Hi Everyone,

Corey hasn’t complained of her mouth pain in almost a week. We were beginning to think it was subsiding but last night and today it appears to be back with a vengeance. Diane couldn’t hold her speech session due to Corey’s discomfort.

Unfortunately we had no nurse today. In some ways it was great to spend the day alone with Corey. I wrote that I wondered what she thinks about and hoped that one day she could express it. My nana used to say ‘be careful for what you ask for’; that statement was never truer than today.

I have been sensing a change in Corey but haven’t had the chance to be alone with her when she’s awake to ask her how she’s feeling, what she’s thinking and how she’s coping with her world. Without a nurse or morning therapy we had the one on one time which allowed us the opportunity to “talk”. I read her the carepages daily along with all of your responses. Some days she smiles, laughs and usually responds with bright eyes and a big smile. This week she’s been very pensive as I read to her. Today she was extremely frustrated banging her hand on the bed in anger.
I asked her what she thinks of the pages. She said she was ‘sad’.
I asked her what makes her sad. She wrote ‘me’.
I asked what about ‘me’. She wrote ‘I’m here’.
I asked her where she’d like to go. She wrote ‘home’.
I asked her where she thought she was. She wrote ‘home’ ‘I want my old home’.
I knew what she was inferring.

We have met some TBI patients that were injured in their late teens. They are currently in their mid to late twenties. Each of these survivors has suggested that I work with Corey on journaling so she can express what she is internalizing. I asked Corey if she liked the carepages and she confirmed she did. I took the opportunity to ask her if she’d like to write her own page. She could write whatever thoughts or emotions she had as a means to release some of her frustrations. She could write to herself; a way to talk to herself so one day she can read her progress in her own words. She would write and I would transpose it to a folder marked Corey’s Pages. She liked this idea and started writing instantly.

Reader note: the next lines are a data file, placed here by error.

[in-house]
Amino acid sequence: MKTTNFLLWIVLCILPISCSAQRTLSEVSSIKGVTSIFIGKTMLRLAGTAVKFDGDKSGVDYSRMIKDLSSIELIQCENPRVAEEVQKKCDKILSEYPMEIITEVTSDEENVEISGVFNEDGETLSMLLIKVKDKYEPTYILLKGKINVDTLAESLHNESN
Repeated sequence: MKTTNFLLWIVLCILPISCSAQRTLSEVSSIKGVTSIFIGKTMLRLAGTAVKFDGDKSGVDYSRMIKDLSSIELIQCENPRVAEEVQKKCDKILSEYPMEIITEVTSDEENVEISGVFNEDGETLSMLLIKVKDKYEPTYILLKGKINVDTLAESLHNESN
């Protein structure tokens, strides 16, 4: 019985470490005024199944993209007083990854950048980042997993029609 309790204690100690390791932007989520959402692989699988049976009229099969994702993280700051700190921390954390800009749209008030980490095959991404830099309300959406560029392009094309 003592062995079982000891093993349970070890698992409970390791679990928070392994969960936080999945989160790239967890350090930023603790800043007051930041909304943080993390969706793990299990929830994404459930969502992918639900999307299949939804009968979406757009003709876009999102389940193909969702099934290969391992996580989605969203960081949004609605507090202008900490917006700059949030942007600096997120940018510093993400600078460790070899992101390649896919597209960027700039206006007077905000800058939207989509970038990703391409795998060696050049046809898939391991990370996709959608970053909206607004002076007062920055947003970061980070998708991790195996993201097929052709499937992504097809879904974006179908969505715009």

It was a great idea until I began reading her words. There were moments that were very emotional. Her greatest frustration is the lapse of time. She feels herself getting stronger but she doesn’t understand where she is in the timeline of recovery. Losing a sense of the calendar is normal. It’s just another piece of the puzzle that hasn’t been found yet.

I have a few video tapes of therapy from Bryn Mawr as well as periodic updates of therapy sessions since we’ve been home. We watched the movies and Corey smiled as I showed her the progression. I felt for a brief moment she understood where she was and where she is now. She looked down at her left hand and tried to lift it in an upward motion. She turned to me; I knew she wanted help. I assisted her to raise and brace her arm. I reminded her she initiated the motion, “look at your hand and arm…you can make them move now”. She smiled, looked down and slowly each finger began to move. I thought I was watching a flower bloom in slow motion. She was beaming with pride and occasionally glanced over at me to make sure I was watching. I assured her the tears in my eyes did not blur my vision!

I asked Corey a final question.
Pretend you were your daughter. What would you tell her especially on the days that were really frustrating?

She wrote; I love you, you look good, Keep Going…